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World Through Centuries: Bried Historical Review Term Paper

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Updated: Oct 3rd, 2021

Analyzing poetry is a rather complicated task due to the number of reasons. Firstly, it is necessary to define the topic and main ideas of this or that piece of poetry without mistakes. Secondly, there is a need to interpret the words and symbols hidden in the poem. And thirdly, the attitude and emotional coloring of the speaker’s delivery of the poem should be identified. Combination of these steps carried out properly will ensure the good analysis of a poem. This paper will focus on the analysis of the poem “I” by Aaron Shurin and the Sonnet I by William Shakespeare.

To start with, it is necessary to examine the sonnet by the famous English author. William Shakespeare, as the poet from the 16th century, was concerned about the hardships of life, and about the cruelty of the world. The major point of his sonnet is the self-destruction that a person, i. e. the speaker, is doing to himself. It is conditioned by the severe environment that he has to face in the world but the major guilt for this lies on his shoulders:

Thyself thy foe, to thy sweet self too cruel.
Thou that art now the world’s fresh ornament
And only herald to the gaudy spring,
Within thine own bud buriest thy content. (Shakespeare, 8 – 11).

From these lines it is clear that the speaker is concerned about someone else because the poem is told from the second person singular. The words “cruel” and “buriest” show the pessimistic and sad state of mind of the speaker who is really stressed by such conditions of living in this inhuman world. Shakespeare reflects the cruelty of the whole world through the specific example of one person.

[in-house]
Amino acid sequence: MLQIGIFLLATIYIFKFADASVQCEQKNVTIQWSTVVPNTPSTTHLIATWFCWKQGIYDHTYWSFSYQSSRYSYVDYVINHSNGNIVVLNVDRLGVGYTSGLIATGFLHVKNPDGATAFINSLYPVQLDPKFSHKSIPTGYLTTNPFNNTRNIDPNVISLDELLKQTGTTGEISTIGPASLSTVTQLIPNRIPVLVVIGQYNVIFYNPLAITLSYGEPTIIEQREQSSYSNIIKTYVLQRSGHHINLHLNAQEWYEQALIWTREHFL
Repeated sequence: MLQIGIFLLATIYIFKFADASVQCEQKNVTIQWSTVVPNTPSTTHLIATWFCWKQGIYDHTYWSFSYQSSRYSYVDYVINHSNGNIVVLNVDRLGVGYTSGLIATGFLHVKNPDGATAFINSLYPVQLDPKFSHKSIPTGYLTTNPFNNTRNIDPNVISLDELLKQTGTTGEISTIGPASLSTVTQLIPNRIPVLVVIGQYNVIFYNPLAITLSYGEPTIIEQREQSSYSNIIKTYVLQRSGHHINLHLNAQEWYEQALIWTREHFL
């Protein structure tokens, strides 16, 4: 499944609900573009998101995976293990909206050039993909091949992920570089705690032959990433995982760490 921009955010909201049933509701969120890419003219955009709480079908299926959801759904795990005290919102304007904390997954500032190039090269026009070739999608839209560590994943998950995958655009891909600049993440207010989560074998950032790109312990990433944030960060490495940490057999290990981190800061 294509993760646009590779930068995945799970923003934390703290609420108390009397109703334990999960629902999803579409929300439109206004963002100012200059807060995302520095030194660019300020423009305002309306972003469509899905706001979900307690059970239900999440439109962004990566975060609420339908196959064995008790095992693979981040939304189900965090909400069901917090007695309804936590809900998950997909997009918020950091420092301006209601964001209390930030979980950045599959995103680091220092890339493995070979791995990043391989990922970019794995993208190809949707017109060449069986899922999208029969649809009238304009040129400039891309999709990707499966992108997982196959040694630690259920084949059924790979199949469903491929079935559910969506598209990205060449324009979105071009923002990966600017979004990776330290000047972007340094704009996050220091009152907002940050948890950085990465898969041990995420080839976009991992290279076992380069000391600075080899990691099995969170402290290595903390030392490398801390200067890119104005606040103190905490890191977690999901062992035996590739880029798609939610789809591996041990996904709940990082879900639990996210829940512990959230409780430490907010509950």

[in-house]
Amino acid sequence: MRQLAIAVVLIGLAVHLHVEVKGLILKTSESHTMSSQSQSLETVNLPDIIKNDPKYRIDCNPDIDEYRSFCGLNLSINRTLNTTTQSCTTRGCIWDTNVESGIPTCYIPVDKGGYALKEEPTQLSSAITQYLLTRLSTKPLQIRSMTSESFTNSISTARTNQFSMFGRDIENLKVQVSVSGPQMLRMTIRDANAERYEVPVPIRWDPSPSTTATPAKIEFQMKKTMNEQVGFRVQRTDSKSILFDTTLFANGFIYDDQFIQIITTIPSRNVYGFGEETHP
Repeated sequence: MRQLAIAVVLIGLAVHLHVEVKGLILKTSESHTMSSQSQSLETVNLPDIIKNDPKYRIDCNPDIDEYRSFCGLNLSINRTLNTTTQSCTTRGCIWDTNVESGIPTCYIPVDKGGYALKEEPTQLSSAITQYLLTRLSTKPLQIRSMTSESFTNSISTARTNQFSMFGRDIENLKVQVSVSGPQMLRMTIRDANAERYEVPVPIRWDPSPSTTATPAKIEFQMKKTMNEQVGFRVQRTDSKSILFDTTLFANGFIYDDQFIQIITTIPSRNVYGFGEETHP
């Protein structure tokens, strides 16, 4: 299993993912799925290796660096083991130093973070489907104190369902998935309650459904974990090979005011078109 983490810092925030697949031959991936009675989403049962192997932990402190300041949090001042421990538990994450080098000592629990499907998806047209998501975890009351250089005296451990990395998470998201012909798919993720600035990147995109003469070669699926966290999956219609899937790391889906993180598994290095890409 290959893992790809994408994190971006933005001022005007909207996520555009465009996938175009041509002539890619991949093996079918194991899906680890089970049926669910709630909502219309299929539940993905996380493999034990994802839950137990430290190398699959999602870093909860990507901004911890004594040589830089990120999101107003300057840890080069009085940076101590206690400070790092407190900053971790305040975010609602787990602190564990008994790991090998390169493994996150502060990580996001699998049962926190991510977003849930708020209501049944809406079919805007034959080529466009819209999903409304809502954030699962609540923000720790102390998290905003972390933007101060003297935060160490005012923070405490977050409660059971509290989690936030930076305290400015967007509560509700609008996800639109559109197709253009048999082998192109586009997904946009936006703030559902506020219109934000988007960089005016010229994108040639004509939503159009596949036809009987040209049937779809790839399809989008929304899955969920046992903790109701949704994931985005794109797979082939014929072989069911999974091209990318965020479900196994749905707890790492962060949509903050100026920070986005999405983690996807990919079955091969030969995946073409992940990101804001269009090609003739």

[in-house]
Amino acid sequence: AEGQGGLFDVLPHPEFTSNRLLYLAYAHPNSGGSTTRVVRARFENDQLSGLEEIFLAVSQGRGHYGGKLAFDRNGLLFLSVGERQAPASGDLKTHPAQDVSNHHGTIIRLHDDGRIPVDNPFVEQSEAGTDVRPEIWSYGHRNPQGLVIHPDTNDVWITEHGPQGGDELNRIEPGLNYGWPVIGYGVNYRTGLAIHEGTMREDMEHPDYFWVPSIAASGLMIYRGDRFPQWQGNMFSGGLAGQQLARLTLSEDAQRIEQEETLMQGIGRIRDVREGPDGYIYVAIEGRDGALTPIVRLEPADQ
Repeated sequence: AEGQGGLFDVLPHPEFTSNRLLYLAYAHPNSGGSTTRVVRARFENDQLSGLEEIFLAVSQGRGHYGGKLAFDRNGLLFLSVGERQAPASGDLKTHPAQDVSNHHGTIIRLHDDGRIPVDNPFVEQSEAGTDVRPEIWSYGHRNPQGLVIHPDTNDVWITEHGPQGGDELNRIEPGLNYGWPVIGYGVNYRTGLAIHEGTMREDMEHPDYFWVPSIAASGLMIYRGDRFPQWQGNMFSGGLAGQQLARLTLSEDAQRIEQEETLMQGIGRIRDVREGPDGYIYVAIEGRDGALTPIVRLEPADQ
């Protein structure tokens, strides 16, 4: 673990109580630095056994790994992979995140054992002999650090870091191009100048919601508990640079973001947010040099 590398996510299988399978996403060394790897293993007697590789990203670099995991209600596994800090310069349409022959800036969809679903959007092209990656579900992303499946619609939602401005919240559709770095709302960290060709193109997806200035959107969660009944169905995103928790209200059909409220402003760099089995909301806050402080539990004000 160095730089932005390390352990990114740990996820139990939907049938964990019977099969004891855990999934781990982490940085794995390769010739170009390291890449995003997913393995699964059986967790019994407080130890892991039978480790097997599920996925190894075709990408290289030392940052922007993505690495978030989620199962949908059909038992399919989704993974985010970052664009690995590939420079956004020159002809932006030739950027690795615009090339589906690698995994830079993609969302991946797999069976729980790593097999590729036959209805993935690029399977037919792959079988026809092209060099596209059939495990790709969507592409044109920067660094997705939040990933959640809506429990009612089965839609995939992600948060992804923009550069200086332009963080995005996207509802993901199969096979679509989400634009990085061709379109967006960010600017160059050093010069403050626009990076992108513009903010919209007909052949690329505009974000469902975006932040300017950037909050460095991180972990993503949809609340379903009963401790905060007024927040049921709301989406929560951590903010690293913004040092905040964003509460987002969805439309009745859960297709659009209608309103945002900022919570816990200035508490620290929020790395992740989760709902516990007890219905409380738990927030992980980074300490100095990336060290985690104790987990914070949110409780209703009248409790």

As contrasted to the sonnet, the lyric I by Aaron Shurin is a more modern piece of poetry because it makes use of such words as “energy”, “receptors” and some other. However, the topic of the poem remains almost the same as in the sonnet – the cruelty of this world and necessity to gather all one’s powers to resists it. In this aspect, the poem by Shurin is much more optimistic because it not only states the facts but also encourages people to fight against cruelty. The speaker claims the necessity of being strong and attentive to all the tricks the world might play on him:

If the judgement’s cruel
that’s a wake-up call: increase
energy, attention. (Shurin, 1 – 3).

These lines demonstrate the optimist of the speaker in his resistance to the world’s cruelty and hardships of life. Nevertheless, numerous similarities in the usage of lexical units can be found between this poem and sonnet by Shakespeare. Such words as “cruel” demonstrating the negative sides of the world, and units like “resist”, “increase”, “spring” and others reflect the optimistic hope of the speaker for the better future for him and all people on the whole.

Thus, it can be seen how the cruelty of the world and people’s attitude towards it have not changed over centuries that passed between writing the sonnet and the poem. Shakespeare’s sonnet and Shurin’s lyric bith demonstrate the reality in which authors, and speakers of their poem, lived. The world is still cruel to its “inhabitants” and only the strongest people, those are “steady” (Shurin, 12), can resist this cruelty and continue living in this world.

Works Cited

Shakespeare, William. Sonnet I.

Shurin, Aaron. Involuntary Lyrics.

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IvyPanda. (2021) 'World Through Centuries: Bried Historical Review'. 3 October.

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